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Klarinet Archive - Posting 000271.txt from 2010/11

From: K S <>
Subj: [kl] What is a clarinet?
Date: Wed, 17 Nov 2010 21:40:23 -0500

Jennifer -

A clarinet is a single reed wind instrument with an (approximately)
cylindrical bore. The acoustics of the combination cause the tube to
act as if the pipe was closed at one end and therefore to overblow at
the twelfth rather than the octave. For much more, read Benade.

A cylindrical bore instrument with an air "reed" (flute), fipple
(recorder) or double reed overblows at the octave. (Most recorders
have a reverse conical bore, as do most piccolos. I've never heard of
a reverse conical single reed, but, to the extent that it could be
played at all, it would sound like a clarinet and overblow at the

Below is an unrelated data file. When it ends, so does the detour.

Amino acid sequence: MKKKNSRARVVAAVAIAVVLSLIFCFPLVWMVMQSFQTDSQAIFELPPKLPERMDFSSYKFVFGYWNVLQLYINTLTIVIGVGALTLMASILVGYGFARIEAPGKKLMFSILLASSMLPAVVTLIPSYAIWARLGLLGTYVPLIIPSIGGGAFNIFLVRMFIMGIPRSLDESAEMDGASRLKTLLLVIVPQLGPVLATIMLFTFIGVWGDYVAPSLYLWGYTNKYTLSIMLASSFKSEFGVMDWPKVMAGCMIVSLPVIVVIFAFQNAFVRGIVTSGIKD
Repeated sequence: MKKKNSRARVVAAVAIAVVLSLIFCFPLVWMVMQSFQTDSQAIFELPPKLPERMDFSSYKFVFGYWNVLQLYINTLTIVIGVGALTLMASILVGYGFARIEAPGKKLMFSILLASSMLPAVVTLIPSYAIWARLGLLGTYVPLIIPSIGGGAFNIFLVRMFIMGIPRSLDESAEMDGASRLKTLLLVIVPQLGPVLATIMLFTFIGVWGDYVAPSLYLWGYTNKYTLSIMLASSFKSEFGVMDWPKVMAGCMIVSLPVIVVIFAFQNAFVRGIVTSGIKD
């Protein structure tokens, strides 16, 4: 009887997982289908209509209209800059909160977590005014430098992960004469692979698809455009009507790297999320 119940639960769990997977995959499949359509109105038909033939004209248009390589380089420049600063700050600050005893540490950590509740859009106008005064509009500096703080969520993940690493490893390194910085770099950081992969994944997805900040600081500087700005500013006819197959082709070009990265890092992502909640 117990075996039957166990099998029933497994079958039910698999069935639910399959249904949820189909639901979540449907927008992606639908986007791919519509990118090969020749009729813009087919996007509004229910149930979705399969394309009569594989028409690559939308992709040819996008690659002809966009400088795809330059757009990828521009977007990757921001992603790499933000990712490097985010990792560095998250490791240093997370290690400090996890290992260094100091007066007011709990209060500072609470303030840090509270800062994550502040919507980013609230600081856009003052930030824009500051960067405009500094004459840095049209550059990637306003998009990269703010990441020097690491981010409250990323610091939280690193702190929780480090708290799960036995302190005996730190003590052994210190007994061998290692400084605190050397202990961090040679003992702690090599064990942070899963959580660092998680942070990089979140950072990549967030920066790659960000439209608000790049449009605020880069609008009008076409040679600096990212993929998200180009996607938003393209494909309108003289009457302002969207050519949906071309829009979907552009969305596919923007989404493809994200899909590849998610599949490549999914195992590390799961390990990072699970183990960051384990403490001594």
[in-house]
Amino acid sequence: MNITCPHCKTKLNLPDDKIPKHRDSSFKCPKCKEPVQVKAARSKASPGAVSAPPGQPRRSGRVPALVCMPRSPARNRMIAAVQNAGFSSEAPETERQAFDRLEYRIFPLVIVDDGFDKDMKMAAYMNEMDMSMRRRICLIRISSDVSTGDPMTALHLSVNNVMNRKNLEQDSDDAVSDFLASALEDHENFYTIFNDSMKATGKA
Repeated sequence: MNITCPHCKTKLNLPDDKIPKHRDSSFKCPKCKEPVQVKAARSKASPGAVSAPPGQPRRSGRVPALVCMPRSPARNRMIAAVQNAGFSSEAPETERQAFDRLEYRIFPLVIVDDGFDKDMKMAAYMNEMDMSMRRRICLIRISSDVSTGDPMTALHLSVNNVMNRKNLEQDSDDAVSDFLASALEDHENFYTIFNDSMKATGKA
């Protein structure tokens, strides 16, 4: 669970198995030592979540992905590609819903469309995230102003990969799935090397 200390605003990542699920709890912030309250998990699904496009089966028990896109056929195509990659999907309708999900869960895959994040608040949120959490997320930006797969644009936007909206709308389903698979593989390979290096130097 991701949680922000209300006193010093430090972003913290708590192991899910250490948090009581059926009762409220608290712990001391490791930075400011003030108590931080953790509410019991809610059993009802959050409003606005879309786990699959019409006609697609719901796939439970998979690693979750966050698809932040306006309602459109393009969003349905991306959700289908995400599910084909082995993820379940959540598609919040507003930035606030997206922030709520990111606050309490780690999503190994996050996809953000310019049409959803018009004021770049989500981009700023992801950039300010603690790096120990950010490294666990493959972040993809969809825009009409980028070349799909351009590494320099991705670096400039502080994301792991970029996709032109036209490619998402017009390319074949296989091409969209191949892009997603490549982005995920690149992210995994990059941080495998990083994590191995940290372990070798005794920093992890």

twelfth.) If you block the end of a flute type resonater (e.g., a
soda bottle or flute headjoint), it becomes a closed tube, plays an
octave lower and overblows at the twelfth.

A single reed instrument with a conical bore (e.g., saxophone,
tarogato) overblows at the octave.

A closed tube sounds an octave lower and suppresses even-numbered
partials. Their presence or absence causes the difference between the
characteristic tones of the clarinet and saxophone.

Attempts have been name to straddle the difference by building a
single reed instrument that is only slightly conical, known as the
Octavin. It overblows at the octave but is intended to have a
clarinet tone. The instrument was unsatisfactory and soon disappeared.
It sounds and plays like a saxophone. An attempt to make it sound
like a clarinet produces simply a bad saxophone tone. Furthermore, it
was too conical to be a good clarinet but not conical enough to be a
good saxophone.

There's been, to put it mildly, extensive discussion of clarinet
acoustics here and on the Clarinet Board. Go to and use the
search function to find Octavin and closed tube.

Ken Shaw
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